Even the i5-13400F, Intel’s mid-range budget option, can soak up 148 watts of power under full load. 

AMD’s current high-end 7000X CPUs consume 170 watts of power, which is … not great either. 

But they’ll be releasing the non-X and the 3DX versions of the 7000 series in February, which have TDPs of 65 watts and 120 watts, respectively, massively outperforming Intel’s current lineup in performance-per-watt. 

Budget Friendliness and Price-to-performance

These days, Intel is markedly more budget-friendly, and their 13th-generation CPUs are more competitively priced than AMDs, giving you a better price-to-performance ratio. 

Intel’s i9-13900K, for example, was released at $589 and outperformed the Ryzen 9 7950X by a noticeable margin, a $699 release.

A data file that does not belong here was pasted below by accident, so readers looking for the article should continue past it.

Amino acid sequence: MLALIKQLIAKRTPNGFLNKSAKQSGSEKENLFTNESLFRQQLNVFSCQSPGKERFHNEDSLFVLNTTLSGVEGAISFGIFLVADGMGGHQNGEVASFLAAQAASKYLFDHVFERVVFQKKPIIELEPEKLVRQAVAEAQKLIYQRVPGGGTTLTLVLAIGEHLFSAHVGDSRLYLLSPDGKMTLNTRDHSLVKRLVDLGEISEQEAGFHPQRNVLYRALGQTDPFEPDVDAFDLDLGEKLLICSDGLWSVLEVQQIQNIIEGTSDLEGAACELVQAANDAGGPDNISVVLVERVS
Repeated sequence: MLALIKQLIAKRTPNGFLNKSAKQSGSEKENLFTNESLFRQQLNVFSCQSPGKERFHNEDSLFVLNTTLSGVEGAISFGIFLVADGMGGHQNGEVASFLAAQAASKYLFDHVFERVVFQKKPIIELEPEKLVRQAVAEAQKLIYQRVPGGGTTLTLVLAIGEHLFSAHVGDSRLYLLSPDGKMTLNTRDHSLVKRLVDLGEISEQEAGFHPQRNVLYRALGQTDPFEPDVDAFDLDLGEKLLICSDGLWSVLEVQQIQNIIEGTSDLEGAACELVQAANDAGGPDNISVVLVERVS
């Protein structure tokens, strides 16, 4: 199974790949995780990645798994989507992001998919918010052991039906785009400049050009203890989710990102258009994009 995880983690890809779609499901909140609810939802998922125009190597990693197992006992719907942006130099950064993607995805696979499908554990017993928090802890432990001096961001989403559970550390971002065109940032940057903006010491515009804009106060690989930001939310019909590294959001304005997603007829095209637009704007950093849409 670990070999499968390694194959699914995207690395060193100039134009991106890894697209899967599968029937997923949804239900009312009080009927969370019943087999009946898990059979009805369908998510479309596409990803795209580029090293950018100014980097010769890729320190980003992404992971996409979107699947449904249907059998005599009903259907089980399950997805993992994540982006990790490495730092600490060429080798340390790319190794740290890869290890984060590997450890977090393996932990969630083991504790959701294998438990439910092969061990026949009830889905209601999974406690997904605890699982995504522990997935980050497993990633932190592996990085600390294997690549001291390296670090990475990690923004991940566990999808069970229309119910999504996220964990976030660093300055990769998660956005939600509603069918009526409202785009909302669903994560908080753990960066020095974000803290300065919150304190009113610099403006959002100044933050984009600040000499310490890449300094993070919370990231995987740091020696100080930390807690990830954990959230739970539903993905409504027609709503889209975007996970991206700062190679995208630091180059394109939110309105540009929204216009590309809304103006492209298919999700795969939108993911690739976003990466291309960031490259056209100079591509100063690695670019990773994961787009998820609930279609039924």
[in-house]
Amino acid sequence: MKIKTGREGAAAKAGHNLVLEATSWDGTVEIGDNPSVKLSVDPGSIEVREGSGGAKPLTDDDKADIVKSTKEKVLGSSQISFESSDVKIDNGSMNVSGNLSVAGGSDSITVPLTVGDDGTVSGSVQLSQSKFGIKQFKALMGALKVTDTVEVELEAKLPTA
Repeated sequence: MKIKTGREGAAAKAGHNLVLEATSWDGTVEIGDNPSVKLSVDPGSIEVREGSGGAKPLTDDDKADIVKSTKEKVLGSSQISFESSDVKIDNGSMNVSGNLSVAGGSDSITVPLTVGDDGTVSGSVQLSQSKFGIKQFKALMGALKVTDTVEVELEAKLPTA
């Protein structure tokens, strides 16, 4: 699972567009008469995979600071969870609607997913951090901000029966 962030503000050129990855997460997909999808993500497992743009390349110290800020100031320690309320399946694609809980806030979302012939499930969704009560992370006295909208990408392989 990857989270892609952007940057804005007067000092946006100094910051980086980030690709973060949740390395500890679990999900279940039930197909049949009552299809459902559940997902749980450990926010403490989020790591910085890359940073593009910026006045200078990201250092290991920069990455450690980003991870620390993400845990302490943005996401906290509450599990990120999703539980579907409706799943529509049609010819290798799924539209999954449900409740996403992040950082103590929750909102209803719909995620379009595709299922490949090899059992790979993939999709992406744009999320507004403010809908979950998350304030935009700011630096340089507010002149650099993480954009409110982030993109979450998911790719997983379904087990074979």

We may see things change with the release of the 7000 non-X and 3DX series in February, but we don’t have their official prices yet, so we can’t say for sure.  

I should also mention here that if you consider motherboard prices, AMD has a higher barrier to entry and even lower budget-friendliness. 

The new Ryzen 7000 CPUs are not compatible with the AM4 socket used by the 5000 series CPUs, so you’ll have to upgrade your motherboard and RAM, which can end up being fairly expensive. You’re practically switching out almost half your PC build. 

Intel’s 13000 CPUs, on the other hand, are backward compatible with the LGA1700 socket motherboards used by 12000 series CPUs and the older DDR4 memory, so they’re essentially plug-and-play – after a quick BIOS update. 

Are Intel or AMD CPUs better? 

As of the time of writing, Intel does seem to have taken the lead. Their CPUs have better single-thread performance, multithread performance equivalent to AMD, excellent budget-friendliness, and compatibility with last-generation motherboards and DDR4 memory. We can’t dismiss these benefits, so we have to give credit where credit’s due.